The certainty that great signs will appear, not their exact nature, is revealed here. Exactly what these will be will not be known until the final events begin. The things prophesied surely appear to be vast and cataclysmic disturbances in the physical universe. The sun's light failed at the first Advent of Christ, and similar cosmic signs may be expected in the Second Advent.
A good summary of this place was given by Barclay thus: "The Christian conception of history is that it has a goal; and, at that goal, Jesus Christ will be Lord of all. That is all we know, and all we need to know."
And he spake to them a parable: Behold the fig tree, and all of the trees: when they now shoot forth, ye see it and know of your own selves that the summer is now nigh. Even so ye also, when ye see these things coming to pass, know ye that the kingdom of God is nigh.
And all the trees ... These words seem to have been added by Jesus to prevent the interpretation of this fig tree as Israel; but, of course, that is what some have done anyway, with the deduction that when Israel starts budding out (giving signs of conversion to Christ), the glorious kingdom is about to appear! The conviction here regards such views negatively. This parable simply means that the progress, or lack of progress, of God's will among men will be plainly evident in the actions of men themselves. In our day, the trees are shooting out the leaves and branches all right; but what is indicated? Is it an increase of righteousness, or wickedness? The man who cannot answer has simply not looked. Jesus said, "Behold!"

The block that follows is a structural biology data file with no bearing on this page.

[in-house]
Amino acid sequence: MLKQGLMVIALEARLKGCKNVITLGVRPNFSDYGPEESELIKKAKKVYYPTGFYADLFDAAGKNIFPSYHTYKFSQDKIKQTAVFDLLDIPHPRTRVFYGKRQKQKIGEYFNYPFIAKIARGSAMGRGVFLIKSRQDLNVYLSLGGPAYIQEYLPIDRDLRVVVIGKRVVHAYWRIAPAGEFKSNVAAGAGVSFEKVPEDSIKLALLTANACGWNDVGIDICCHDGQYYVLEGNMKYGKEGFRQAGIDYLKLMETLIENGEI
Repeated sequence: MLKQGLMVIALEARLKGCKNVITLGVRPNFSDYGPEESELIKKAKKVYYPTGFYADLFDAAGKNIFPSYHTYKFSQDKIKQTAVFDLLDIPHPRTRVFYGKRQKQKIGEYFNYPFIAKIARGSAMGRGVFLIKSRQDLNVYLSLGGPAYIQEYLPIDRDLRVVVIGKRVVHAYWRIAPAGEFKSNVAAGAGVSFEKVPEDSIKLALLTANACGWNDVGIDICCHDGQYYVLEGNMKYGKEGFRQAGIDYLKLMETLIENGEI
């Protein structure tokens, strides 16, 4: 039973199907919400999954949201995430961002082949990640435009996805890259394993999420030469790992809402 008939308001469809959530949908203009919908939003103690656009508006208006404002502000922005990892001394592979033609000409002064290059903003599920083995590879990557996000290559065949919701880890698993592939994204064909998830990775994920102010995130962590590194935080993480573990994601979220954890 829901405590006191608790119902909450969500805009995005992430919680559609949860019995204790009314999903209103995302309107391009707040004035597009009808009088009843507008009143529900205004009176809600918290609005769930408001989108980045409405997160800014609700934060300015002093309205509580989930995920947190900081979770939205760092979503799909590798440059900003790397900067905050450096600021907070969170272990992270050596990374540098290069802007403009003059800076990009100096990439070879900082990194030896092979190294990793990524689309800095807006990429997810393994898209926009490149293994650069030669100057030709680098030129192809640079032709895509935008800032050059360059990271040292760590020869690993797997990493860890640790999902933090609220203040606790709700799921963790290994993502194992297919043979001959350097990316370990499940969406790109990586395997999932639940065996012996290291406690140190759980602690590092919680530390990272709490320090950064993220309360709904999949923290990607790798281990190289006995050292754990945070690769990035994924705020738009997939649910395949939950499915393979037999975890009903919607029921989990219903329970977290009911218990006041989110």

The kingdom of God ... as used here is apparently a reference to the "eternal kingdom" (2 Peter 1:11), which is the state of believers after the Judgment.
Verily I say unto you, This generation shall not pass away, till all things be accomplished Heaven and earth shall pass away: but my words shall not pass away.
Throughout this discourse, Jesus was giving prophecies related to two future events: (1) the destruction of Jerusalem with its temple, and (2) his Second Coming in glory; therefore, Jesus' use of the word "generation" in this passage requires it to be understood in two senses. It has a perfect application to both events when so understood.
This generation... meaning the people then alive on earth, would not pass away before Jerusalem was destroyed some forty years afterward. "This generation," in the sense of the Jewish people, will not pass away before Christ comes in glory. There can be no reasonable objection to this use of a word in two somewhat different senses, for the word "Israel" is itself so written and understood by the inspired authors of the New Testament.
JESUS FORETOLD THE PASSING OF AGES BEFORE HIS RETURN